Kitty Kaviar

A few months ago, during a long weekend visit with my friend Charlotte, we were out on a lark in the riverfront shopping area in her community. I consider myself no shopper, but in some mysterious way Charlotteis usually able to loosen my tether, so I came home with a new book, paintbrushes, and sketching journals. But there was only thing I can say that she really made me do. She took me into her favorite boutique, “Bone Appetit”. When it comes to animal companions, she is of undivided mind, no questions asked. How could I shirk my responsibility to my cats left at home alone, with her standing there? Even she herself has been know to say, “Guilt is the gift that keeps on giving.” I walked out of the boutique (Bone Appetit) with a rather pricy tin of Kitty Kaviar. I didn’t tell Charlotte, but I have never given my cats treats. They are little ascetic beings–I thought–not desiring, and certainly not needing any such rich indulgence. And it was the case, that when they first were presented with this odd stuff in their bowls, they withdrew suspiciously. Somewhat later they kind of sidled up to it and sniffed at it. The second time it was offered, they were not excited, though mildly interested…..Time passes….Every day, as soon as I walk in the house, my big boy, Thresh, is standing by his bowl looking up at me, and whimpering his desire–he who or otherwise rarely makes a squeak. I thought that if I were to keep this up, I would have to find a more economically viable mode. I noticed a little caption on the package, “bonito”. I used to make a soup stock with bonito flakes (for medicinal purposes, of course) back in my macrobiotic phase. So I knew I could get a generic version at an Oriental market–a nice big package. My hunch was a good one. Now I transfer the contents to the Kitty Kaviar tin, to keep in the spirit of the thing, although my cats have never been interested in brands, per se. And by the way, these delicate fish flakes really do make a delictable Asian style soup along with Kombu (a type of kelp), scallions, maybe a little Shitake mushroom, Shoyu, and fresh grated ginger root, all served over buckwheat soba noodles. All of these are available at a good natural foods market. Thresh and Winnow and I are in accord on this.
They must also be rather pleased, as I am, with the Charlotte connection, as it is always to our great benefit, providing our home a less constrained and more amiable ambiance, full of happiness and many amenities of friendship. Very healthful for us all. Look for more on this in future posts.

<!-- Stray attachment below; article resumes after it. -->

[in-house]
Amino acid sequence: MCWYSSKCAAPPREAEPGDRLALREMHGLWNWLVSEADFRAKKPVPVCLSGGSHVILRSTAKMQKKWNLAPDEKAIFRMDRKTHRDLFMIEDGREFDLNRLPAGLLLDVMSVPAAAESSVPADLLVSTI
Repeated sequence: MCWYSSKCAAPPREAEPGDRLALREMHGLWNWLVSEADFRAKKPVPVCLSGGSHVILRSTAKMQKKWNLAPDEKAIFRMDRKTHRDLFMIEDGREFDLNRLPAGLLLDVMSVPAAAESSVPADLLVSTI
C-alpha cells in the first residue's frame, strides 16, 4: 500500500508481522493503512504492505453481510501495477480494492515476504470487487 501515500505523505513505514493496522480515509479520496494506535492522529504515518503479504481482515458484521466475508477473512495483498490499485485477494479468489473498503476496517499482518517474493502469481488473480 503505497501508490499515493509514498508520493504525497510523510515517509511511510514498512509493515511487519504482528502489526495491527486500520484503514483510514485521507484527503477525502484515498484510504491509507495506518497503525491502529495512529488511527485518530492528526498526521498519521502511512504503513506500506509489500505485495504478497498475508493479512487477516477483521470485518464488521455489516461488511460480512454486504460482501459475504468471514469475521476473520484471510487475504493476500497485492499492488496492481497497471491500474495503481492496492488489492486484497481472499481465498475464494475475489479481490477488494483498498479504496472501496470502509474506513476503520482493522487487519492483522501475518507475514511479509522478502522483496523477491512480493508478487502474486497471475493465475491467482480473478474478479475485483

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3 Responses to “Kitty Kaviar”


  1. 1 Tia January 23, 2007 at 7:30 am

    Ah! I can’t wait to meet your kitties! I especially love big boy cats; will he let me hold him? “Man-cats” I call ’em, :-). I read your post over breakfast to David; good writing too!

  2. 2 Dolly January 24, 2007 at 10:53 am

    Where have you been hiding your hilarity? I chuckled with delight the first go-round and laughed out loud, by myself on the second, a day later. Your written “kraft” is as distinct and layered as your paint and needle. Who else could morph “Bone Appetit” into “bon appetit”? Who else could pencil herself into Quick Book? Who else could produce such understated abundance from a “b” and an “i”? I’ll be returning often.

  3. 3 Demetrius February 8, 2007 at 4:39 am

    Okay, now I feel really bad. Cathy and I kind of swore off pets after we had to put down the greyhound couple a few years ago. However, around Thanksgiving, a calico cat started hanging out in our yard (good bird and mice hunting grounds, I’m sorry to say). Anyway, it started with leftovers in the yard, then the first purchased cat food at Christmas, then more time in the house than out. (Then the litter box, of course.)

    But that’s not what I feel bad about. Not only do we not indulge the cat with treats, we haven’t even given her a name yet. Let’s just say we’re a little attachment phobic after the greyhounds. No collar, no commitments or expectations, right?


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